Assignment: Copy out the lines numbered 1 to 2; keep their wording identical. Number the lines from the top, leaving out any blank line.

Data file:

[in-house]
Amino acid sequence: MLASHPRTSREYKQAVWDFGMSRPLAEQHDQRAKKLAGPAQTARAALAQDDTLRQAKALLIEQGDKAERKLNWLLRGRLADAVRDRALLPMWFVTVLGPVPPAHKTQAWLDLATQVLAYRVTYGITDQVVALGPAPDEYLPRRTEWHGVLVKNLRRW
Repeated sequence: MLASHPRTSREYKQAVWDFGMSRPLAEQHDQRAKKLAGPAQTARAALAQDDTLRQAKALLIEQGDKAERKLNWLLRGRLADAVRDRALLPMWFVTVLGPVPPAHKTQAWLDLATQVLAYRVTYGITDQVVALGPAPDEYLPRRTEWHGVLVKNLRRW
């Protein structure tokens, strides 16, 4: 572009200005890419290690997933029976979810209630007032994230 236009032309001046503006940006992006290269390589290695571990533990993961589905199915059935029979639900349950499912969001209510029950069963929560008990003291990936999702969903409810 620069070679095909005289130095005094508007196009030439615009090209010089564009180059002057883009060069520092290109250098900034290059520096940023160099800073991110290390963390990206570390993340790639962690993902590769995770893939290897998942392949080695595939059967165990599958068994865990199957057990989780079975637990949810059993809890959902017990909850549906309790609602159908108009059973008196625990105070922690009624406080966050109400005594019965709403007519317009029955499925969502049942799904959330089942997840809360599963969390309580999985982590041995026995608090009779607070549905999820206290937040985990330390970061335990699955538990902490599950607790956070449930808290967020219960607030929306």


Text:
[in-house]
Amino acid sequence: MLASHPRTSREYKQAVWDFGMSRPLAEQHDQRAKKLAGPAQTARAALAQDDTLRQAKALLIEQGDKAERKLNWLLRGRLADAVRDRALLPMWFVTVLGPVPPAHKTQAWLDLATQVLAYRVTYGITDQVVALGPAPDEYLPRRTEWHGVLVKNLRRW